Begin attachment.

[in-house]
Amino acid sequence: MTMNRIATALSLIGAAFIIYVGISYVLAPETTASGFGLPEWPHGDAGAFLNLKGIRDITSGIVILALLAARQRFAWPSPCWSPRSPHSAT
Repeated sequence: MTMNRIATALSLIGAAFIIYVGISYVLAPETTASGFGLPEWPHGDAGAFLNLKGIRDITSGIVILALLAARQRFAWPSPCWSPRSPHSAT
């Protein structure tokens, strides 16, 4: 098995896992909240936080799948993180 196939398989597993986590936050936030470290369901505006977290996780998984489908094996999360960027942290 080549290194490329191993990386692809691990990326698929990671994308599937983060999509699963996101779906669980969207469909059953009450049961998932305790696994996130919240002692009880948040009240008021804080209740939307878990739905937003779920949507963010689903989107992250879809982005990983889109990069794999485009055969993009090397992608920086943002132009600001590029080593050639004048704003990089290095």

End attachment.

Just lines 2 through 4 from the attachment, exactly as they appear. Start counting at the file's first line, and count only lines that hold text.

Amino acid sequence: MTMNRIATALSLIGAAFIIYVGISYVLAPETTASGFGLPEWPHGDAGAFLNLKGIRDITSGIVILALLAARQRFAWPSPCWSPRSPHSAT
Repeated sequence: MTMNRIATALSLIGAAFIIYVGISYVLAPETTASGFGLPEWPHGDAGAFLNLKGIRDITSGIVILALLAARQRFAWPSPCWSPRSPHSAT
């Protein structure tokens, strides 16, 4: 098995896992909240936080799948993180 196939398989597993986590936050936030470290369901505006977290996780998984489908094996999360960027942290 080549290194490329191993990386692809691990990326698929990671994308599937983060999509699963996101779906669980969207469909059953009450049961998932305790696994996130919240002692009880948040009240008021804080209740939307878990739905937003779920949507963010689903989107992250879809982005990983889109990069794999485009055969993009090397992608920086943002132009600001590029080593050639004048704003990089290095």